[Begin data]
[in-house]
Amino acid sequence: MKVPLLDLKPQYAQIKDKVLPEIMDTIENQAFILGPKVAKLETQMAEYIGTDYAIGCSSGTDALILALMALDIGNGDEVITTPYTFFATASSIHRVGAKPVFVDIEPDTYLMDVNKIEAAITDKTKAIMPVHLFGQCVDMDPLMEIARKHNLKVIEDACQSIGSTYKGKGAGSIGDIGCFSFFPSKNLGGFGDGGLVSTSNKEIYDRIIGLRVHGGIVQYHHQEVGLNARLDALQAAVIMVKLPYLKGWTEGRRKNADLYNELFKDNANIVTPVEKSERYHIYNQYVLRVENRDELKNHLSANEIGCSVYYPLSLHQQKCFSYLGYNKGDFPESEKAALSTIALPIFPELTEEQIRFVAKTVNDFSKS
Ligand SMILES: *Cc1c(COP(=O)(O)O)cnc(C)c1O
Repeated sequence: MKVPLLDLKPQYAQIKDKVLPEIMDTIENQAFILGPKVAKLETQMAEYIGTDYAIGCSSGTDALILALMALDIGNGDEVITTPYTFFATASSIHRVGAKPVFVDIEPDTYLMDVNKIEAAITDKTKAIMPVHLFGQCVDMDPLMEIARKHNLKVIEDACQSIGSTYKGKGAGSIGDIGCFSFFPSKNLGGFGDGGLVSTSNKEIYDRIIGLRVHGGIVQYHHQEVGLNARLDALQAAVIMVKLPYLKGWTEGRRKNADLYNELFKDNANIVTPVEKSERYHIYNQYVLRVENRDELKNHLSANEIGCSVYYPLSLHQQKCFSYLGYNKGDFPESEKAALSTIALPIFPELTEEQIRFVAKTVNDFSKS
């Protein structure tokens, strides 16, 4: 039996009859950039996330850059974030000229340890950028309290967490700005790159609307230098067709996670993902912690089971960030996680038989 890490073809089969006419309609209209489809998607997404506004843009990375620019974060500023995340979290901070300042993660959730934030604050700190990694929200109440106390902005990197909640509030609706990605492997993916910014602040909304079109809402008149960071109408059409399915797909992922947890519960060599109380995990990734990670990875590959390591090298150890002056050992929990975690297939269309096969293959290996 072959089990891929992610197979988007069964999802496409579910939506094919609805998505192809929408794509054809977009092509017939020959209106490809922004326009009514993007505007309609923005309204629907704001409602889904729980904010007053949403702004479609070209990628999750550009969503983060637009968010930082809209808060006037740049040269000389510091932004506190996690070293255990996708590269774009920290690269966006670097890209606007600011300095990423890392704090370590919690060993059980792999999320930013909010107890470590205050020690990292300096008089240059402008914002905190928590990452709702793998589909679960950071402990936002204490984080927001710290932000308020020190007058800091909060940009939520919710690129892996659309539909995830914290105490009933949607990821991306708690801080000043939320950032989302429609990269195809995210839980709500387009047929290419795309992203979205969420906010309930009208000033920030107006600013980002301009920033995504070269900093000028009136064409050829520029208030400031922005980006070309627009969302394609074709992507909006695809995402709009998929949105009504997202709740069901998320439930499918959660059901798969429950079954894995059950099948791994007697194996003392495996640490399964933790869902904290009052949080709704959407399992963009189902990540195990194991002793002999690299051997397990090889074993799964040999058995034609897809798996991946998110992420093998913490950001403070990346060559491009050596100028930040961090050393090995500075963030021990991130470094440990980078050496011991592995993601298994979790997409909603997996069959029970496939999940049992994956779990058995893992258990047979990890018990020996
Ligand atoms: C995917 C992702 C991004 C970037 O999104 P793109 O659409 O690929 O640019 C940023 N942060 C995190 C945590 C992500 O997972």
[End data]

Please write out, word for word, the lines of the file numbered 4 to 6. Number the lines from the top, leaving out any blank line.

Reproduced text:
Repeated sequence: MKVPLLDLKPQYAQIKDKVLPEIMDTIENQAFILGPKVAKLETQMAEYIGTDYAIGCSSGTDALILALMALDIGNGDEVITTPYTFFATASSIHRVGAKPVFVDIEPDTYLMDVNKIEAAITDKTKAIMPVHLFGQCVDMDPLMEIARKHNLKVIEDACQSIGSTYKGKGAGSIGDIGCFSFFPSKNLGGFGDGGLVSTSNKEIYDRIIGLRVHGGIVQYHHQEVGLNARLDALQAAVIMVKLPYLKGWTEGRRKNADLYNELFKDNANIVTPVEKSERYHIYNQYVLRVENRDELKNHLSANEIGCSVYYPLSLHQQKCFSYLGYNKGDFPESEKAALSTIALPIFPELTEEQIRFVAKTVNDFSKS
């Protein structure tokens, strides 16, 4: 039996009859950039996330850059974030000229340890950028309290967490700005790159609307230098067709996670993902912690089971960030996680038989 890490073809089969006419309609209209489809998607997404506004843009990375620019974060500023995340979290901070300042993660959730934030604050700190990694929200109440106390902005990197909640509030609706990605492997993916910014602040909304079109809402008149960071109408059409399915797909992922947890519960060599109380995990990734990670990875590959390591090298150890002056050992929990975690297939269309096969293959290996 072959089990891929992610197979988007069964999802496409579910939506094919609805998505192809929408794509054809977009092509017939020959209106490809922004326009009514993007505007309609923005309204629907704001409602889904729980904010007053949403702004479609070209990628999750550009969503983060637009968010930082809209808060006037740049040269000389510091932004506190996690070293255990996708590269774009920290690269966006670097890209606007600011300095990423890392704090370590919690060993059980792999999320930013909010107890470590205050020690990292300096008089240059402008914002905190928590990452709702793998589909679960950071402990936002204490984080927001710290932000308020020190007058800091909060940009939520919710690129892996659309539909995830914290105490009933949607990821991306708690801080000043939320950032989302429609990269195809995210839980709500387009047929290419795309992203979205969420906010309930009208000033920030107006600013980002301009920033995504070269900093000028009136064409050829520029208030400031922005980006070309627009969302394609074709992507909006695809995402709009998929949105009504997202709740069901998320439930499918959660059901798969429950079954894995059950099948791994007697194996003392495996640490399964933790869902904290009052949080709704959407399992963009189902990540195990194991002793002999690299051997397990090889074993799964040999058995034609897809798996991946998110992420093998913490950001403070990346060559491009050596100028930040961090050393090995500075963030021990991130470094440990980078050496011991592995993601298994979790997409909603997996069959029970496939999940049992994956779990058995893992258990047979990890018990020996
Ligand atoms: C995917 C992702 C991004 C970037 O999104 P793109 O659409 O690929 O640019 C940023 N942060 C995190 C945590 C992500 O997972």